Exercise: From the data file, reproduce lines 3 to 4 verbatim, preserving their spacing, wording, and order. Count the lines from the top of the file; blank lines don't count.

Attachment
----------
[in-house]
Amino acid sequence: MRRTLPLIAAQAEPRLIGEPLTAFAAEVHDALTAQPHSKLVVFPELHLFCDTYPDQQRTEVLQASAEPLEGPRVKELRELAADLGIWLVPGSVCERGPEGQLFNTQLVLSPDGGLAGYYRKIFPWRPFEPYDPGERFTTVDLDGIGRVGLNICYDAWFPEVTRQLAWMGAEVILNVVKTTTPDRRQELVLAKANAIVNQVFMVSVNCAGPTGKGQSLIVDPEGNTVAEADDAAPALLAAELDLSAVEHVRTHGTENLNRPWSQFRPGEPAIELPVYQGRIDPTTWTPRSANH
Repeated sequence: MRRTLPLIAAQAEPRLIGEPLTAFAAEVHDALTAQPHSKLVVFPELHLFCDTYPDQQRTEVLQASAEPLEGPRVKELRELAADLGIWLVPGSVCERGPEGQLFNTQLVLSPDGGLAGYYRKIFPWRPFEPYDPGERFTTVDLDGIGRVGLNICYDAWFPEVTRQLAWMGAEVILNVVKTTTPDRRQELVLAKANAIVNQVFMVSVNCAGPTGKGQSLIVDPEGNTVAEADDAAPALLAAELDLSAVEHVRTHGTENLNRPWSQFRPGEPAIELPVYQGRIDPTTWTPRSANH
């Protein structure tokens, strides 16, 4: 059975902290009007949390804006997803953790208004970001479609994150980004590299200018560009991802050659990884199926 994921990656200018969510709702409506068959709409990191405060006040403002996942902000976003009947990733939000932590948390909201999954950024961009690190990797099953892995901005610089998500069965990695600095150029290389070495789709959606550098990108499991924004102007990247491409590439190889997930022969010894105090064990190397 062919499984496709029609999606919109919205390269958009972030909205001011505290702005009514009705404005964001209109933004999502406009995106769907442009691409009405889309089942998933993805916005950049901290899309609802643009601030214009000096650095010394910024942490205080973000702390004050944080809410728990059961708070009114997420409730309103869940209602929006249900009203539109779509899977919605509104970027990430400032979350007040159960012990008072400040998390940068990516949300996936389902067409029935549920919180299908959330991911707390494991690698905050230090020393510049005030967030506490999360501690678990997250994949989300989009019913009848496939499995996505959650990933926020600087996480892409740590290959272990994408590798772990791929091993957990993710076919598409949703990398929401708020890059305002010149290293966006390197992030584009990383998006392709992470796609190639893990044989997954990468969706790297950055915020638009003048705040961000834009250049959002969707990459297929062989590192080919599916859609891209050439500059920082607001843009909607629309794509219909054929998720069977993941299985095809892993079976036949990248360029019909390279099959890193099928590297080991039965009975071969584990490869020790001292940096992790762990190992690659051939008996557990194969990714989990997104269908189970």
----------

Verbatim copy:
Repeated sequence: MRRTLPLIAAQAEPRLIGEPLTAFAAEVHDALTAQPHSKLVVFPELHLFCDTYPDQQRTEVLQASAEPLEGPRVKELRELAADLGIWLVPGSVCERGPEGQLFNTQLVLSPDGGLAGYYRKIFPWRPFEPYDPGERFTTVDLDGIGRVGLNICYDAWFPEVTRQLAWMGAEVILNVVKTTTPDRRQELVLAKANAIVNQVFMVSVNCAGPTGKGQSLIVDPEGNTVAEADDAAPALLAAELDLSAVEHVRTHGTENLNRPWSQFRPGEPAIELPVYQGRIDPTTWTPRSANH
């Protein structure tokens, strides 16, 4: 059975902290009007949390804006997803953790208004970001479609994150980004590299200018560009991802050659990884199926 994921990656200018969510709702409506068959709409990191405060006040403002996942902000976003009947990733939000932590948390909201999954950024961009690190990797099953892995901005610089998500069965990695600095150029290389070495789709959606550098990108499991924004102007990247491409590439190889997930022969010894105090064990190397 062919499984496709029609999606919109919205390269958009972030909205001011505290702005009514009705404005964001209109933004999502406009995106769907442009691409009405889309089942998933993805916005950049901290899309609802643009601030214009000096650095010394910024942490205080973000702390004050944080809410728990059961708070009114997420409730309103869940209602929006249900009203539109779509899977919605509104970027990430400032979350007040159960012990008072400040998390940068990516949300996936389902067409029935549920919180299908959330991911707390494991690698905050230090020393510049005030967030506490999360501690678990997250994949989300989009019913009848496939499995996505959650990933926020600087996480892409740590290959272990994408590798772990791929091993957990993710076919598409949703990398929401708020890059305002010149290293966006390197992030584009990383998006392709992470796609190639893990044989997954990468969706790297950055915020638009003048705040961000834009250049959002969707990459297929062989590192080919599916859609891209050439500059920082607001843009909607629309794509219909054929998720069977993941299985095809892993079976036949990248360029019909390279099959890193099928590297080991039965009975071969584990490869020790001292940096992790762990190992690659051939008996557990194969990714989990997104269908189970």